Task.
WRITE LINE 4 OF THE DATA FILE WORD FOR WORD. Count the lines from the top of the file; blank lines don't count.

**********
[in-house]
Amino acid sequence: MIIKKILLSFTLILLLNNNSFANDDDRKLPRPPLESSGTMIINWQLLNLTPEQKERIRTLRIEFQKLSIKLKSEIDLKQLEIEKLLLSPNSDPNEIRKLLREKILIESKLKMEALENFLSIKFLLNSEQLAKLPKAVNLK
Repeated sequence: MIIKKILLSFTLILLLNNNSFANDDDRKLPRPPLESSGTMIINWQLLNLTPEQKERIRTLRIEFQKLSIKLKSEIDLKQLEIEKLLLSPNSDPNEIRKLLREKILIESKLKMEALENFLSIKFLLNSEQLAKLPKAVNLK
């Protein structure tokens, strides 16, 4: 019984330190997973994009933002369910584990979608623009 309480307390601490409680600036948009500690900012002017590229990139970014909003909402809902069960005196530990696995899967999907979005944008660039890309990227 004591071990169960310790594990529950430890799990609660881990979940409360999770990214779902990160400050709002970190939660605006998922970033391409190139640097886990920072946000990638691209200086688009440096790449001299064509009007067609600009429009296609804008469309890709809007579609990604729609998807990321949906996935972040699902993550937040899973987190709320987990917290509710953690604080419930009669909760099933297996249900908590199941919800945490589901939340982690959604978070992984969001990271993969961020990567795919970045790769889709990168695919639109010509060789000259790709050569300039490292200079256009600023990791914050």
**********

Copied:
């Protein structure tokens, strides 16, 4: 019984330190997973994009933002369910584990979608623009 309480307390601490409680600036948009500690900012002017590229990139970014909003909402809902069960005196530990696995899967999907979005944008660039890309990227 004591071990169960310790594990529950430890799990609660881990979940409360999770990214779902990160400050709002970190939660605006998922970033391409190139640097886990920072946000990638691209200086688009440096790449001299064509009007067609600009429009296609804008469309890709809007579609990604729609998807990321949906996935972040699902993550937040899973987190709320987990917290509710953690604080419930009669909760099933297996249900908590199941919800945490589901939340982690959604978070992984969001990271993969961020990567795919970045790769889709990168695919639109010509060789000259790709050569300039490292200079256009600023990791914050």